The author is to a text as the frame is to a picture. The writer plays the role of the absolute authority over the meaning in a text, defining and complimenting the text, or even intentionally removing himself from it. The job of the critical interpreter is not to “pare” the author from the text (Sontag, 209), or anarchically place himself on the same level as the author, but to continually search for the author’s intention, keeping essential critical distance: constantly asking why.
     The frame around a piece of art tells the viewer where the picture is, and where it is not. But not only does the frame create limitation, the frame must compliment or somehow add to the work. As critical readers and textual interpreters, we should not remove the author from the text to interpret it, any less than we should remove the frame from a picture to view it. We must look at a picture in relation to the frame in the same way we must look at a text in relation to the author’s intention. Like Susan Sontag’s observation that “reducing a work of art to its content” (208) is the modern way of understanding something, it is also the popular interpretive choice to remove the author from a text, reducing the text to less than even Sontag herself may have realized. These theories of reduction run parallel to democratic or even anarchic perspectives, while the author-oriented theory presented here aligns itself more closely with a cautious monarchal perspective.
     Most anyone can tell you that absolutism at its worst extreme is despotism. Absolutism however is not limited to derogatory expression. There is such a thing as benevolent dictatorship, though it is rare and unfortunately carries much of the same baggage as despotism. Democracy and federated republics are inventions to stand in the place of the ideal of benevolent dictatorship. The three theories of interpretation presented by Umberto Eco in his essay The Intention of the Text, namely, the “intention of the interpreter,” “the intention of the author,” and the “intention of the text” mirror these political approaches in their methodologies (210).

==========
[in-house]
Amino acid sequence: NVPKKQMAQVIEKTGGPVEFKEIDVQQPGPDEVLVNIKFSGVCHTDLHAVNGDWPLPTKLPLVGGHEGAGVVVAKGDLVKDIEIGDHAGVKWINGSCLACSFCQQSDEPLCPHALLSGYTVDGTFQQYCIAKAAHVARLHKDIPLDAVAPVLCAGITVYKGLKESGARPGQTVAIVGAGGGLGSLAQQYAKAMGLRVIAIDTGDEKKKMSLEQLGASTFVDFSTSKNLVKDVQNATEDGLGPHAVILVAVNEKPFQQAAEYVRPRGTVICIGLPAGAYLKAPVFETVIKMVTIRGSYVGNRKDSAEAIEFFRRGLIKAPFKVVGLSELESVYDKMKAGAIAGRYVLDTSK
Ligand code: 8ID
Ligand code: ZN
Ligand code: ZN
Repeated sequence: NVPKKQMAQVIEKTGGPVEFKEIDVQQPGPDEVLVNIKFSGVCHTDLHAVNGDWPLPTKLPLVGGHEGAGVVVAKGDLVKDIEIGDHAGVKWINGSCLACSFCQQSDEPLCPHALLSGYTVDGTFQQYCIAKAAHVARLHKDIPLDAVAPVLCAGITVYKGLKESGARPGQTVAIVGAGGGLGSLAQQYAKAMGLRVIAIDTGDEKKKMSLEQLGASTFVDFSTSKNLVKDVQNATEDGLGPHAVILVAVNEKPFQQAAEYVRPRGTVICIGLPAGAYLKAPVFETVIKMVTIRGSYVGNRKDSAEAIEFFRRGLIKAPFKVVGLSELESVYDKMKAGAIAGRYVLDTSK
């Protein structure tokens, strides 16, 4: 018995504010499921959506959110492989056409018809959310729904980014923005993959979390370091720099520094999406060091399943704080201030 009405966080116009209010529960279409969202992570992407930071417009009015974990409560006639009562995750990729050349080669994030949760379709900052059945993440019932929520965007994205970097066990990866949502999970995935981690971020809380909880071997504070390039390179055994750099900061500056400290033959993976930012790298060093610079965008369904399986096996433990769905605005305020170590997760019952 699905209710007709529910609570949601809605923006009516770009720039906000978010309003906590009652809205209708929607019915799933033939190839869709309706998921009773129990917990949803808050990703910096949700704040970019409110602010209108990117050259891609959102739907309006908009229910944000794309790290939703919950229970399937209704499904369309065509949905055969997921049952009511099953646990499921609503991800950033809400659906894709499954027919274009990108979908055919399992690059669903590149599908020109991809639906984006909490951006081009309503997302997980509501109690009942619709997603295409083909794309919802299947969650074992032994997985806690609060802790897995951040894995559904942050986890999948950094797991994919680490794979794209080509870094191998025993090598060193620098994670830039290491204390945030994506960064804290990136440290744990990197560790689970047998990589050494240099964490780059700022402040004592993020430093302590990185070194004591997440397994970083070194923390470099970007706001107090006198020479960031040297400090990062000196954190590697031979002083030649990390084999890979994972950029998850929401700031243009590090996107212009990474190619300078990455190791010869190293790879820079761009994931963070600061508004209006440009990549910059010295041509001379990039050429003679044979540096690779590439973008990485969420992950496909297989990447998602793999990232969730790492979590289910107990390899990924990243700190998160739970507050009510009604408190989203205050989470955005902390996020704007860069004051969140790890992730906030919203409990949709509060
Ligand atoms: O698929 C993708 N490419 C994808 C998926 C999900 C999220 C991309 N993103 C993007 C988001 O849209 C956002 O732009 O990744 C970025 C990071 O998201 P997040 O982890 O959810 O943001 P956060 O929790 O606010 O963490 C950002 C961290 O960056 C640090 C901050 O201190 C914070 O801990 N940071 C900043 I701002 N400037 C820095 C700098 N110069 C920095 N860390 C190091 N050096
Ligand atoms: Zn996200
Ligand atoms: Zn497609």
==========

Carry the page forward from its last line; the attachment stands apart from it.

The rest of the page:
The intention of the interpreter; the “beating a text into shape” (210), parallels the worst extreme of democratic methodology--anarchy--in which the author and reader are on an equal plane, and there is no governing power or limitation on the interpretation of a text. 
     Eco himself proposes something under the same influences as a democratic federated republic. In his theory, the “intention of the text” (210), the text acts like the elected representative in a republic, a sort of middle ground between the people and the governance. In this theory, the interpreter has nearly complete freedom within the bounds of the author’s intention in a text. Some critics of the author-intent oriented theory will still argue that the author does create the boundaries of interpretation, letting the reader know where he can and cannot interpret. The author creates the limitation but inside that limitation, the work can be interpreted in different ways. In other words, the author is reduced to a limiter and nothing more. Republican government in America, the model of Eco’s theory, was only established in the wake of a bloody separation from a corrupt monarchy. Democracy is a compromise, not an ideal. It reduces governance to a limiter and not much more.
     Eco’s misconception of the “intention of the author” theory of interpretation seems to pair with the methodology of despotism. He argues against this interpretive theory by stating that it is is “very difficult to find out and frequently irrelevant for the interpretation of a text” (210). To the contrary, this method of interpretation is only irrelevant if one disregards the critical distance necessary for discerning the authors whom you trust and those whom you do not. Potential for revolution keeps monarchy in check. Similarly, critical distance and constant questioning will keep the author’s intention from influencing the reader’s own perspective outside the text. Critical distance cannot change the author’s perspective, but it can protect the interpreter’s.